Tony La Russa of Tampa, FL has decided to return to manage Major League Baseball for the first time since 2011. On Thursday, he became the surprising new manager of the Chicago White Sox according to TSN.
The reason why the hiring is surprising is because La Russa is 76 years old and has not been managing baseball in nine years. He has remained in the game, but in an executive role. Among his positions have been an assistant to Major League Baseball in their disciplinary committee, the chief baseball officer for the Arizona Diamondbacks from 2014 to 2017, the vice president of the Boston Red Sox in 2018 and 2019, and as a senior adviser of baseball operations for the Los Angeles Angels since November of 2019.
There is no doubt that La Russa is one of the game’s greatest managers, but at age 76, questions need to be raised whether or not it is wise for him to manage a Major League Baseball team during a time of a pandemic, and if he will be impacted physically and mentally by the daily grind that managing baseball can bring. The scrutiny and pressure managers face today is even more significant than it was nine years ago.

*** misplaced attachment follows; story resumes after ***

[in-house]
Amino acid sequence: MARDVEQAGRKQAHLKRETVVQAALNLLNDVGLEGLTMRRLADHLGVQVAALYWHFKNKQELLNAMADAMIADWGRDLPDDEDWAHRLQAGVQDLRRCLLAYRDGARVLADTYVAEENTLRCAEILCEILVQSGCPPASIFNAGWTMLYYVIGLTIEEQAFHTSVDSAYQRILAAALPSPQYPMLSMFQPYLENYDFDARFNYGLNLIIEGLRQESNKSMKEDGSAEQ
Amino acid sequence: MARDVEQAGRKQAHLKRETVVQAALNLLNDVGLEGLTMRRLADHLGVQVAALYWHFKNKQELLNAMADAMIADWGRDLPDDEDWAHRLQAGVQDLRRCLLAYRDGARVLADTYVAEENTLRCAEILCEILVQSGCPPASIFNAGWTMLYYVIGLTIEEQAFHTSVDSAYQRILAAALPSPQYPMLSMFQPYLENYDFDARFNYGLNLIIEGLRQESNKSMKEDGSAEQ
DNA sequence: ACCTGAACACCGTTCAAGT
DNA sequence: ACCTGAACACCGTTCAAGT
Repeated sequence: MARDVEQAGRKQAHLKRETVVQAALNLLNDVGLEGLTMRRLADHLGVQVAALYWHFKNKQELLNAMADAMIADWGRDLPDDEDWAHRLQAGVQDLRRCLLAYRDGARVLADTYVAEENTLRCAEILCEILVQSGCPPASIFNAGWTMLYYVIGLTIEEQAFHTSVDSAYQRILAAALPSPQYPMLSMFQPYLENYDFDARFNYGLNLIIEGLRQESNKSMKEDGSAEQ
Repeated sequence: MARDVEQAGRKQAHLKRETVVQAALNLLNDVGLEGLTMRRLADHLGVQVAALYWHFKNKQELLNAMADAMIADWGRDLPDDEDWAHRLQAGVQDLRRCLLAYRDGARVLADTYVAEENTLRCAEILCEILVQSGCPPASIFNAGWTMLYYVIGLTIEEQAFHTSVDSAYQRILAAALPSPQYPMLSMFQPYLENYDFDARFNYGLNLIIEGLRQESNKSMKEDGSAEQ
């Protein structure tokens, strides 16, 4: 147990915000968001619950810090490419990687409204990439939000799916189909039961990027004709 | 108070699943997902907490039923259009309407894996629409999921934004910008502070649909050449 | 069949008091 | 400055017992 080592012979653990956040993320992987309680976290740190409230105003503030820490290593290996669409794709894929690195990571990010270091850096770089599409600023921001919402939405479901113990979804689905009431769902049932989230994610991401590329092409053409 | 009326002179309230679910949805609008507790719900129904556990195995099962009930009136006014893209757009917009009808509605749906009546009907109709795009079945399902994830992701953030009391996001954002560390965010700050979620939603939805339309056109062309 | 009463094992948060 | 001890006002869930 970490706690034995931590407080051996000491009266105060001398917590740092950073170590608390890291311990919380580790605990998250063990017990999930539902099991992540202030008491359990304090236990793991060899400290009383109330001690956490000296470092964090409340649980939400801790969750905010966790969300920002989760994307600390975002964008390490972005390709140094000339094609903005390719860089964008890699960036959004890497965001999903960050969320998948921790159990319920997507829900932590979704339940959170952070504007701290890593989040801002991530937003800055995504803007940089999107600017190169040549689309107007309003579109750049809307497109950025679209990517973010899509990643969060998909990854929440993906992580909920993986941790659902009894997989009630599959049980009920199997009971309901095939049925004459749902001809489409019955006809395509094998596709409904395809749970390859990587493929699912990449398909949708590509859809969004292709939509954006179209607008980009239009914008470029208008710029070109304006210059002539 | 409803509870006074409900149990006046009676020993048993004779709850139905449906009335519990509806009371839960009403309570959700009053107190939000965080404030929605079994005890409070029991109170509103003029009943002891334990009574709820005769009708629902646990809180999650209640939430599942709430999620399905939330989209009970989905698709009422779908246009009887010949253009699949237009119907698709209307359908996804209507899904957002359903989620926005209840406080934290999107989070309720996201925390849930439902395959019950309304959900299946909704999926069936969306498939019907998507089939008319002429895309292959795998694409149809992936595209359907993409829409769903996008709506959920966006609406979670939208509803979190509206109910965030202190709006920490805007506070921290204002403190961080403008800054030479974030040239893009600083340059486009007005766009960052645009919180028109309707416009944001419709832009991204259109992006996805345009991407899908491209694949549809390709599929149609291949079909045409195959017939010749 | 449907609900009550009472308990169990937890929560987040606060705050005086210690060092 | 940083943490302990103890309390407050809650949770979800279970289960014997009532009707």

La Russa, who replaces the 58-year-old Rick Renteria, now becomes the oldest manager in Major League Baseball. He also becomes the first manager to come out of retirement after being inducted into the National Baseball Hall of Fame as a manager.
In 2020, the White Sox finished second in the American League Central with a record of 35 wins and 25 losses. They then lost in three games to the Oakland Athletics in the American League Wildcard series.
This will actually be the second time La Russa has managed the White Sox. He initially managed Chicago from 1979 to 1986. He was also with the Athletics from 1986 to 1995, and with the St. Louis Cardinals from 1996 to 2011. A three-time World Series champion, he won with the Athletics in 1989, and won with the Cardinals in 2006 and 2011. At 2728 career wins as a manager, La Russa is third all-time behind Connie Mack (3731 wins) and John McGraw (2763 wins).